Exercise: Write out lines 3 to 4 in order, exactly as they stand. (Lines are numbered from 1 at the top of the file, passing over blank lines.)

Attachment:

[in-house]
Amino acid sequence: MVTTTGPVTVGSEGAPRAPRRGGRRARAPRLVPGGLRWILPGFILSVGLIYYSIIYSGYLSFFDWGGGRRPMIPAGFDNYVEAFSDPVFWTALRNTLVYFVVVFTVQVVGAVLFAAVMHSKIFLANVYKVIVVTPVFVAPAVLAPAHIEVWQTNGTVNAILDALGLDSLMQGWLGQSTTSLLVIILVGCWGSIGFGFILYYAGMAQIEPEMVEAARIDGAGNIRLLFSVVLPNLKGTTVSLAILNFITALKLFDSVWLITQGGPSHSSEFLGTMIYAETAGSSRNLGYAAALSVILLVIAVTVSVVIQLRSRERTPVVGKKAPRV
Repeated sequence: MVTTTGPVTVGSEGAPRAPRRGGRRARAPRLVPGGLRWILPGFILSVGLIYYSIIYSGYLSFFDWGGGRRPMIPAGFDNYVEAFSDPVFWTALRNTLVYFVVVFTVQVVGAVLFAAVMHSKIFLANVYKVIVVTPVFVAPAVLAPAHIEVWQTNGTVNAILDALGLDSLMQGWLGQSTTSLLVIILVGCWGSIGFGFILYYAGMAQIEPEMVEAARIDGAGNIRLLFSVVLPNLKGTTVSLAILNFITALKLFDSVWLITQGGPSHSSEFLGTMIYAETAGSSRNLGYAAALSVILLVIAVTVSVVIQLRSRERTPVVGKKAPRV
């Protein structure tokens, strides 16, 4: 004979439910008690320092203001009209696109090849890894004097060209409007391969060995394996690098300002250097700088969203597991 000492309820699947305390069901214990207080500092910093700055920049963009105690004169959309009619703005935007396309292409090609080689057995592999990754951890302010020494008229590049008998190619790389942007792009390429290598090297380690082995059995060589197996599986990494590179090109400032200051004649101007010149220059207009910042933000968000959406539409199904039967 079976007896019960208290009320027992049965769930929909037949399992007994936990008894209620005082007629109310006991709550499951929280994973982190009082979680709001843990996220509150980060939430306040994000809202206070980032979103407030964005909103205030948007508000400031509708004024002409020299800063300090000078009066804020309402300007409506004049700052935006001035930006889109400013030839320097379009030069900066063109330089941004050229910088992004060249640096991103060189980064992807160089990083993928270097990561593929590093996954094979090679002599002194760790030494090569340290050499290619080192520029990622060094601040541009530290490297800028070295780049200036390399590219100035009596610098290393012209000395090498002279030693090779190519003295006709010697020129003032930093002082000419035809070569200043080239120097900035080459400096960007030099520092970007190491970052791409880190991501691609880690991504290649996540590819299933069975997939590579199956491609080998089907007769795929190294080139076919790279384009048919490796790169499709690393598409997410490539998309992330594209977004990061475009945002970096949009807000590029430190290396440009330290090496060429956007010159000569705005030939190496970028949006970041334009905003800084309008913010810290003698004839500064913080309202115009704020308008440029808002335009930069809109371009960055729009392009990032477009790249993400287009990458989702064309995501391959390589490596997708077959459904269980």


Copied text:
Repeated sequence: MVTTTGPVTVGSEGAPRAPRRGGRRARAPRLVPGGLRWILPGFILSVGLIYYSIIYSGYLSFFDWGGGRRPMIPAGFDNYVEAFSDPVFWTALRNTLVYFVVVFTVQVVGAVLFAAVMHSKIFLANVYKVIVVTPVFVAPAVLAPAHIEVWQTNGTVNAILDALGLDSLMQGWLGQSTTSLLVIILVGCWGSIGFGFILYYAGMAQIEPEMVEAARIDGAGNIRLLFSVVLPNLKGTTVSLAILNFITALKLFDSVWLITQGGPSHSSEFLGTMIYAETAGSSRNLGYAAALSVILLVIAVTVSVVIQLRSRERTPVVGKKAPRV
């Protein structure tokens, strides 16, 4: 004979439910008690320092203001009209696109090849890894004097060209409007391969060995394996690098300002250097700088969203597991 000492309820699947305390069901214990207080500092910093700055920049963009105690004169959309009619703005935007396309292409090609080689057995592999990754951890302010020494008229590049008998190619790389942007792009390429290598090297380690082995059995060589197996599986990494590179090109400032200051004649101007010149220059207009910042933000968000959406539409199904039967 079976007896019960208290009320027992049965769930929909037949399992007994936990008894209620005082007629109310006991709550499951929280994973982190009082979680709001843990996220509150980060939430306040994000809202206070980032979103407030964005909103205030948007508000400031509708004024002409020299800063300090000078009066804020309402300007409506004049700052935006001035930006889109400013030839320097379009030069900066063109330089941004050229910088992004060249640096991103060189980064992807160089990083993928270097990561593929590093996954094979090679002599002194760790030494090569340290050499290619080192520029990622060094601040541009530290490297800028070295780049200036390399590219100035009596610098290393012209000395090498002279030693090779190519003295006709010697020129003032930093002082000419035809070569200043080239120097900035080459400096960007030099520092970007190491970052791409880190991501691609880690991504290649996540590819299933069975997939590579199956491609080998089907007769795929190294080139076919790279384009048919490796790169499709690393598409997410490539998309992330594209977004990061475009945002970096949009807000590029430190290396440009330290090496060429956007010159000569705005030939190496970028949006970041334009905003800084309008913010810290003698004839500064913080309202115009704020308008440029808002335009930069809109371009960055729009392009990032477009790249993400287009990458989702064309995501391959390589490596997708077959459904269980």